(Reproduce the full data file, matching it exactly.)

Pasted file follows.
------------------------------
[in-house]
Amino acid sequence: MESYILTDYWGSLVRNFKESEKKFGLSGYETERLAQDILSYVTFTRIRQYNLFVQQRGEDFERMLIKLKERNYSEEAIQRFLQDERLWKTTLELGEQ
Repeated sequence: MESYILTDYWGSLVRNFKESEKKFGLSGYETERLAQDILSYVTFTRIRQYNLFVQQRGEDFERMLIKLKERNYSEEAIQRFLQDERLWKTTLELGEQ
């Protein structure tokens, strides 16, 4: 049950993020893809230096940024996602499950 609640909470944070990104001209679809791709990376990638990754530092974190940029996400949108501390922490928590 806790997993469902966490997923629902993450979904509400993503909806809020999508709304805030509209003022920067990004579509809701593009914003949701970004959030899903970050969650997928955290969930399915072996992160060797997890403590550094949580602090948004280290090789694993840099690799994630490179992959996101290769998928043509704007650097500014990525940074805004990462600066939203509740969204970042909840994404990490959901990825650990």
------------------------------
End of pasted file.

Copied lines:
[in-house]
Amino acid sequence: MESYILTDYWGSLVRNFKESEKKFGLSGYETERLAQDILSYVTFTRIRQYNLFVQQRGEDFERMLIKLKERNYSEEAIQRFLQDERLWKTTLELGEQ
Repeated sequence: MESYILTDYWGSLVRNFKESEKKFGLSGYETERLAQDILSYVTFTRIRQYNLFVQQRGEDFERMLIKLKERNYSEEAIQRFLQDERLWKTTLELGEQ
């Protein structure tokens, strides 16, 4: 049950993020893809230096940024996602499950 609640909470944070990104001209679809791709990376990638990754530092974190940029996400949108501390922490928590 806790997993469902966490997923629902993450979904509400993503909806809020999508709304805030509209003022920067990004579509809701593009914003949701970004959030899903970050969650997928955290969930399915072996992160060797997890403590550094949580602090948004280290090789694993840099690799994630490179992959996101290769998928043509704007650097500014990525940074805004990462600066939203509740969204970042909840994404990490959901990825650990």